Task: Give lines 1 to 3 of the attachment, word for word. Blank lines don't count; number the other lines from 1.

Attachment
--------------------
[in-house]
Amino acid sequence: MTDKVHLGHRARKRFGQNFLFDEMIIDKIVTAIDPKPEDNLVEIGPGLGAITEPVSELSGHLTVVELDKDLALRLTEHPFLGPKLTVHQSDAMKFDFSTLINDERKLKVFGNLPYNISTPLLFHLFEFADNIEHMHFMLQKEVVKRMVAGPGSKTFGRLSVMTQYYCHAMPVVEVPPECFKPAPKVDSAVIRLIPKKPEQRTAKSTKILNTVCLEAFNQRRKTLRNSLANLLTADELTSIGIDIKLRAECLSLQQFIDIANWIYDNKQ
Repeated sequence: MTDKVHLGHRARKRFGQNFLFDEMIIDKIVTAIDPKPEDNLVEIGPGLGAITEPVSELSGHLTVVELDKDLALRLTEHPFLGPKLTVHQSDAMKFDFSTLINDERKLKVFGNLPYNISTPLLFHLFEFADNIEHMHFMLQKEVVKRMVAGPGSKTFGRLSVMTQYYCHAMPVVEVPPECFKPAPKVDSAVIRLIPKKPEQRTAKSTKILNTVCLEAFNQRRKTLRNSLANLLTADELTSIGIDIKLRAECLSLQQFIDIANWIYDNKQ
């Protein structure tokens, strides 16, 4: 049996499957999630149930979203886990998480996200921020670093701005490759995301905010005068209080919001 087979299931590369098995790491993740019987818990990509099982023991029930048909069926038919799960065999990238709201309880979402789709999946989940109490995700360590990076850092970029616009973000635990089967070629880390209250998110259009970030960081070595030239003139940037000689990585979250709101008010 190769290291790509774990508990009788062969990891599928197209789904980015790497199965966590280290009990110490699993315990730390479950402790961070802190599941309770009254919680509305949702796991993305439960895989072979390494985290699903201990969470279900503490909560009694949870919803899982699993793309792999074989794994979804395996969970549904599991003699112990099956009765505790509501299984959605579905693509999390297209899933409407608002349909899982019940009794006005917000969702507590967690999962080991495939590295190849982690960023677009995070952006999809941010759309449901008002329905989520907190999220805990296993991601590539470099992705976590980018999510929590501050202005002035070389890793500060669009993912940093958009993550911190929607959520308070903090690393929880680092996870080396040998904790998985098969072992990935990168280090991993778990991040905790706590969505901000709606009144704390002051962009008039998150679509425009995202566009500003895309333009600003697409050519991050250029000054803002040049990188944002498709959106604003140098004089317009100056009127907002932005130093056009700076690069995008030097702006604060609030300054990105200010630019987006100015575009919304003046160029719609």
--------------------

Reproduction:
[in-house]
Amino acid sequence: MTDKVHLGHRARKRFGQNFLFDEMIIDKIVTAIDPKPEDNLVEIGPGLGAITEPVSELSGHLTVVELDKDLALRLTEHPFLGPKLTVHQSDAMKFDFSTLINDERKLKVFGNLPYNISTPLLFHLFEFADNIEHMHFMLQKEVVKRMVAGPGSKTFGRLSVMTQYYCHAMPVVEVPPECFKPAPKVDSAVIRLIPKKPEQRTAKSTKILNTVCLEAFNQRRKTLRNSLANLLTADELTSIGIDIKLRAECLSLQQFIDIANWIYDNKQ
Repeated sequence: MTDKVHLGHRARKRFGQNFLFDEMIIDKIVTAIDPKPEDNLVEIGPGLGAITEPVSELSGHLTVVELDKDLALRLTEHPFLGPKLTVHQSDAMKFDFSTLINDERKLKVFGNLPYNISTPLLFHLFEFADNIEHMHFMLQKEVVKRMVAGPGSKTFGRLSVMTQYYCHAMPVVEVPPECFKPAPKVDSAVIRLIPKKPEQRTAKSTKILNTVCLEAFNQRRKTLRNSLANLLTADELTSIGIDIKLRAECLSLQQFIDIANWIYDNKQ